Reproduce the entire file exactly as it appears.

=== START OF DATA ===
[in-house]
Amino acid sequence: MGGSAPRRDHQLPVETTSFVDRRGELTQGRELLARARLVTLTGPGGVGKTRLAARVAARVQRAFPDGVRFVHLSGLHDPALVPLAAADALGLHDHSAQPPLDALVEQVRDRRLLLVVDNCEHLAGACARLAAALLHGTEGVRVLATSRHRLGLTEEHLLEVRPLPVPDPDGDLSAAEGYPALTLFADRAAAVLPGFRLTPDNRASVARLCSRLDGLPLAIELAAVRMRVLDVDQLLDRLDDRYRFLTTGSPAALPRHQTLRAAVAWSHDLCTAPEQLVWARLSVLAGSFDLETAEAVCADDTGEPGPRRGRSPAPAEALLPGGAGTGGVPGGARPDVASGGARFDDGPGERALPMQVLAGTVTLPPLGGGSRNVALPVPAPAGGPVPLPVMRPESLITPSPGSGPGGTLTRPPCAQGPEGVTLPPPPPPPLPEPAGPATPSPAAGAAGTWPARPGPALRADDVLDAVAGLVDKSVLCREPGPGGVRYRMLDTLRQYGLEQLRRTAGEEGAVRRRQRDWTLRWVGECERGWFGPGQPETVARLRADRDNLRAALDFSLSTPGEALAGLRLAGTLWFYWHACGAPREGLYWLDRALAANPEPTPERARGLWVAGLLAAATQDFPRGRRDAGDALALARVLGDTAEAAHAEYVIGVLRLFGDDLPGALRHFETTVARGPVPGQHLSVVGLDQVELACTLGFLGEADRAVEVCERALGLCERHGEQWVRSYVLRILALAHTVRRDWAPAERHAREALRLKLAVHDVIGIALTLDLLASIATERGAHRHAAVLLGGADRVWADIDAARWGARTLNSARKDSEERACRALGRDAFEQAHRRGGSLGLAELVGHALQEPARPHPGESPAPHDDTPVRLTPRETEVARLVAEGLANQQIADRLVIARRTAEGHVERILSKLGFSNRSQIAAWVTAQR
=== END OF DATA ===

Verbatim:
[in-house]
Amino acid sequence: MGGSAPRRDHQLPVETTSFVDRRGELTQGRELLARARLVTLTGPGGVGKTRLAARVAARVQRAFPDGVRFVHLSGLHDPALVPLAAADALGLHDHSAQPPLDALVEQVRDRRLLLVVDNCEHLAGACARLAAALLHGTEGVRVLATSRHRLGLTEEHLLEVRPLPVPDPDGDLSAAEGYPALTLFADRAAAVLPGFRLTPDNRASVARLCSRLDGLPLAIELAAVRMRVLDVDQLLDRLDDRYRFLTTGSPAALPRHQTLRAAVAWSHDLCTAPEQLVWARLSVLAGSFDLETAEAVCADDTGEPGPRRGRSPAPAEALLPGGAGTGGVPGGARPDVASGGARFDDGPGERALPMQVLAGTVTLPPLGGGSRNVALPVPAPAGGPVPLPVMRPESLITPSPGSGPGGTLTRPPCAQGPEGVTLPPPPPPPLPEPAGPATPSPAAGAAGTWPARPGPALRADDVLDAVAGLVDKSVLCREPGPGGVRYRMLDTLRQYGLEQLRRTAGEEGAVRRRQRDWTLRWVGECERGWFGPGQPETVARLRADRDNLRAALDFSLSTPGEALAGLRLAGTLWFYWHACGAPREGLYWLDRALAANPEPTPERARGLWVAGLLAAATQDFPRGRRDAGDALALARVLGDTAEAAHAEYVIGVLRLFGDDLPGALRHFETTVARGPVPGQHLSVVGLDQVELACTLGFLGEADRAVEVCERALGLCERHGEQWVRSYVLRILALAHTVRRDWAPAERHAREALRLKLAVHDVIGIALTLDLLASIATERGAHRHAAVLLGGADRVWADIDAARWGARTLNSARKDSEERACRALGRDAFEQAHRRGGSLGLAELVGHALQEPARPHPGESPAPHDDTPVRLTPRETEVARLVAEGLANQQIADRLVIARRTAEGHVERILSKLGFSNRSQIAAWVTAQR